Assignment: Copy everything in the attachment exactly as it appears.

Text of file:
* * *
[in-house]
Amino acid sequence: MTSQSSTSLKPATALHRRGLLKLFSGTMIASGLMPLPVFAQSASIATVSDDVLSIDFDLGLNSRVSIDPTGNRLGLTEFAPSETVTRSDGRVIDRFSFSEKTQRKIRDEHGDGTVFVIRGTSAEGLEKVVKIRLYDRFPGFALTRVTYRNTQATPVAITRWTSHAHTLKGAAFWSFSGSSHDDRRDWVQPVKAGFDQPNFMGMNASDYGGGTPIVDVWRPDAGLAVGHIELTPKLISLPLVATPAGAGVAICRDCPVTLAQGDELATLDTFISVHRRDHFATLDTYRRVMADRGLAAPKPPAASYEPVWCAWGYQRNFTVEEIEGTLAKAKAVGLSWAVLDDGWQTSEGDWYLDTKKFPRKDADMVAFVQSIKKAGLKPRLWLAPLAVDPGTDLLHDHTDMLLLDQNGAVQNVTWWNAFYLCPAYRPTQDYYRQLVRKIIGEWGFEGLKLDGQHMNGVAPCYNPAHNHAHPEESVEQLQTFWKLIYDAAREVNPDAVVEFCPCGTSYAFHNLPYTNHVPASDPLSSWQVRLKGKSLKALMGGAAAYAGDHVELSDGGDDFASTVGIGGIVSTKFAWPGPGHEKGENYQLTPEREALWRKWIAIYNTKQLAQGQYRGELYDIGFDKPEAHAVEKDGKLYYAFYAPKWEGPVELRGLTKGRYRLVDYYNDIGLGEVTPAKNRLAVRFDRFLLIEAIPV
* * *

[in-house]
Amino acid sequence: MTSQSSTSLKPATALHRRGLLKLFSGTMIASGLMPLPVFAQSASIATVSDDVLSIDFDLGLNSRVSIDPTGNRLGLTEFAPSETVTRSDGRVIDRFSFSEKTQRKIRDEHGDGTVFVIRGTSAEGLEKVVKIRLYDRFPGFALTRVTYRNTQATPVAITRWTSHAHTLKGAAFWSFSGSSHDDRRDWVQPVKAGFDQPNFMGMNASDYGGGTPIVDVWRPDAGLAVGHIELTPKLISLPLVATPAGAGVAICRDCPVTLAQGDELATLDTFISVHRRDHFATLDTYRRVMADRGLAAPKPPAASYEPVWCAWGYQRNFTVEEIEGTLAKAKAVGLSWAVLDDGWQTSEGDWYLDTKKFPRKDADMVAFVQSIKKAGLKPRLWLAPLAVDPGTDLLHDHTDMLLLDQNGAVQNVTWWNAFYLCPAYRPTQDYYRQLVRKIIGEWGFEGLKLDGQHMNGVAPCYNPAHNHAHPEESVEQLQTFWKLIYDAAREVNPDAVVEFCPCGTSYAFHNLPYTNHVPASDPLSSWQVRLKGKSLKALMGGAAAYAGDHVELSDGGDDFASTVGIGGIVSTKFAWPGPGHEKGENYQLTPEREALWRKWIAIYNTKQLAQGQYRGELYDIGFDKPEAHAVEKDGKLYYAFYAPKWEGPVELRGLTKGRYRLVDYYNDIGLGEVTPAKNRLAVRFDRFLLIEAIPV